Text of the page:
SBD/April 22, 2013/Leagues and Governing Bodies

NWSL Portland Thorns Draw Larger Game Crowd Than WPS Predecessor

Attendance at yesterday's game eclipsed that of any game in the WPS' three-year run
The NWSL Portland Thorns in their inaugural home game yesterday “topped the Seattle Reign 2-1 in front of 16,479 fans” at Jeld-Wen Field, according to ESPNW. The attendance “topped any single-game crowd in the three-year run of the NWSL's predecessor, Women's Professional Soccer, which existed from 2009 to 2011” (, 4/21). The Thorns’ crowd was “more than double the NWSL's previous high of 6,784.” Through six league matches, the average attendance “is 5,737 per game” (AP, 4/21). Thorns coach Cindy Parlow Cone said that the “larger than expected crowd energized the players and served as motivation.” Cone: "They were the 12th person on the field. It's hard for a team to play against 12 people" (Portland OREGONIAN, 4/22).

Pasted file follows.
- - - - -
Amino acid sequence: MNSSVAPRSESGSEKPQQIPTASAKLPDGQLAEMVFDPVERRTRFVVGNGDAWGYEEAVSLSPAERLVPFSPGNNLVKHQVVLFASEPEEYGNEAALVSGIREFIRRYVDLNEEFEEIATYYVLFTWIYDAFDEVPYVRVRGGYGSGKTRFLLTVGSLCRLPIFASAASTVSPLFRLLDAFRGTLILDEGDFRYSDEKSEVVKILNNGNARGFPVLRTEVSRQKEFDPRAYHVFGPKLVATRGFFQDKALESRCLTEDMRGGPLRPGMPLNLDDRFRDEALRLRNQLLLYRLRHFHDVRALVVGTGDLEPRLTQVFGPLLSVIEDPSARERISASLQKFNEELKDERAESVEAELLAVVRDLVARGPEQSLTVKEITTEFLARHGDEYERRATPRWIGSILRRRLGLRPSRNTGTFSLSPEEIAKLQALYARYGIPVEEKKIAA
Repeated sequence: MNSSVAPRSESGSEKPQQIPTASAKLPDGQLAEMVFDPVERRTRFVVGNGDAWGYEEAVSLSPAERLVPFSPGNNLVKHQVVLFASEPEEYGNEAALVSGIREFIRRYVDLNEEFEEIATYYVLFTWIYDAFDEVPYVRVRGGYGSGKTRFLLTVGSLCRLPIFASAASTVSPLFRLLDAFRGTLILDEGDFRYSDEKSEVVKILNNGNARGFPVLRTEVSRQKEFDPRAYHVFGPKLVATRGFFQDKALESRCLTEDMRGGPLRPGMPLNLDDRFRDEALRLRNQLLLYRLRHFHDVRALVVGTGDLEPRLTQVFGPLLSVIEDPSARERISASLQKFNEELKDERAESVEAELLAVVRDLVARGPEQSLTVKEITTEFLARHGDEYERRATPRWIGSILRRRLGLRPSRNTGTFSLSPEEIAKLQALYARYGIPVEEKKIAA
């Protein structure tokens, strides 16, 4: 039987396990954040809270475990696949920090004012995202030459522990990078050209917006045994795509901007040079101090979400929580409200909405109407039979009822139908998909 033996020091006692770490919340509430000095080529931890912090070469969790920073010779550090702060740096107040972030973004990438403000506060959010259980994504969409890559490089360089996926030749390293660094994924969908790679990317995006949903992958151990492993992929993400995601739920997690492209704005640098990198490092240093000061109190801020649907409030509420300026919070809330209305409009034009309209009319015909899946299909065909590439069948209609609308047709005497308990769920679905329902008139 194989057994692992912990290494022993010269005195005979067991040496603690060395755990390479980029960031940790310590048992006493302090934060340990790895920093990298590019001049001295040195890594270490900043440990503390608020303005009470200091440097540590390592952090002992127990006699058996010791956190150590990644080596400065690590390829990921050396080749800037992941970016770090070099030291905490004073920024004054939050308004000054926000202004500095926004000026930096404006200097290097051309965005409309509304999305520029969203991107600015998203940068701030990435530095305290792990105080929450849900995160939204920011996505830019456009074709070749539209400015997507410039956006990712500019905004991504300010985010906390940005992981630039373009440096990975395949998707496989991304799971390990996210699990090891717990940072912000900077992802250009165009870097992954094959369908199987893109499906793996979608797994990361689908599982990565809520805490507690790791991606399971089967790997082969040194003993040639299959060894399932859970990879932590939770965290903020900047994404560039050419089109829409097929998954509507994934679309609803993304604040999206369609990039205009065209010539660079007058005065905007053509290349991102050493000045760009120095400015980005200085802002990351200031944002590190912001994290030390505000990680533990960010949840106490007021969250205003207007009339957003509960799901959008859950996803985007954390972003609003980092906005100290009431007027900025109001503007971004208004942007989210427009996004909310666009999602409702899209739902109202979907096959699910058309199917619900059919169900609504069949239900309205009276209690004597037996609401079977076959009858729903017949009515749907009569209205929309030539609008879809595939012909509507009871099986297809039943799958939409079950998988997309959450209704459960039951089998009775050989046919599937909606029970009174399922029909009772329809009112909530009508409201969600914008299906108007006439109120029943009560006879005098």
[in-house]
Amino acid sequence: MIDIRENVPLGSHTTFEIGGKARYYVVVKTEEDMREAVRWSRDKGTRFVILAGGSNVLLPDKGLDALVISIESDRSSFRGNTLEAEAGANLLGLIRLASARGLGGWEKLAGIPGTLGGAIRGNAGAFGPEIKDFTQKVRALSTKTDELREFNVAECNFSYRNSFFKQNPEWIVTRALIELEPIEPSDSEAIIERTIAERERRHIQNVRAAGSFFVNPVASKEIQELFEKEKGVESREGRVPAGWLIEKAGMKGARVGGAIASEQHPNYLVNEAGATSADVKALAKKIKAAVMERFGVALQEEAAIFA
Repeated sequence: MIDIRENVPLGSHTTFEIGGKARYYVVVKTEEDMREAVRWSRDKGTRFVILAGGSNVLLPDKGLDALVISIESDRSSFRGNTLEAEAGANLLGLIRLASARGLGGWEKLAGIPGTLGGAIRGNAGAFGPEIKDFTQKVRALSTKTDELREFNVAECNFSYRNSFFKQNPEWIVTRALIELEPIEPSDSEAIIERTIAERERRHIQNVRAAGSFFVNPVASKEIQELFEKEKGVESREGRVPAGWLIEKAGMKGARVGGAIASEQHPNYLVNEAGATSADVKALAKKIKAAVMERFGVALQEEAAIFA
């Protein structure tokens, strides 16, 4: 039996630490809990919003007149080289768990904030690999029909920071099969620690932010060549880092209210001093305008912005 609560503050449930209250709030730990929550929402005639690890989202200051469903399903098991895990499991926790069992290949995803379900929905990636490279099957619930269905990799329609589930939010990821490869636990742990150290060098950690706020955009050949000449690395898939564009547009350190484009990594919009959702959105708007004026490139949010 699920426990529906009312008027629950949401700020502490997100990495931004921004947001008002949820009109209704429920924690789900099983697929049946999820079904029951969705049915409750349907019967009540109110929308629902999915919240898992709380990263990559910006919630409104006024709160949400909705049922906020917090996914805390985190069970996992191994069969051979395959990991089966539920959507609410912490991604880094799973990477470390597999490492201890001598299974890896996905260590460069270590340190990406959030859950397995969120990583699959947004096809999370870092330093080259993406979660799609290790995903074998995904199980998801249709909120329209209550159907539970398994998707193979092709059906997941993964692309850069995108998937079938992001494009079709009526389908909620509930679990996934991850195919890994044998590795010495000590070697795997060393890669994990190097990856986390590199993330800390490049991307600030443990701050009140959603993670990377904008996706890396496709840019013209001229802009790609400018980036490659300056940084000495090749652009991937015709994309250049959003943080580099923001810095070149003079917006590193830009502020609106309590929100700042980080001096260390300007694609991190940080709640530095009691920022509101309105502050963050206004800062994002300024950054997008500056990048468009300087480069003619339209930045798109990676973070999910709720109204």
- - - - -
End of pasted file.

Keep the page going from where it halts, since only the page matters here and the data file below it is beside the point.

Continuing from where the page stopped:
NO BREAKS FOR THE BAY: In S.F., Chelsea Janes reported financial “failures of past California franchises have scared off potential new owners and made U.S. Soccer, the body that governs the new league, wary of California bidders” for a NWSL franchise in the Bay Area. And history “justifies those concerns: The Bay Area's highly saturated sports landscape include two failed women's soccer franchises in the past 11 years.” USSF President Sunil Gulati said that the organization “vetted 11 bidding groups for eight slots.” Among the “rejected finalists were groups from Hartford, Conn., and Los Angeles that could be strong contenders for future teams, as league officials say they hope to expand to 10 to 12 franchises in the next few years.” The experience of the Bay Area's WPS team, FC Gold Pride, may “be to blame for the Bay Area void” (S.F. CHRONICLE, 4/19).
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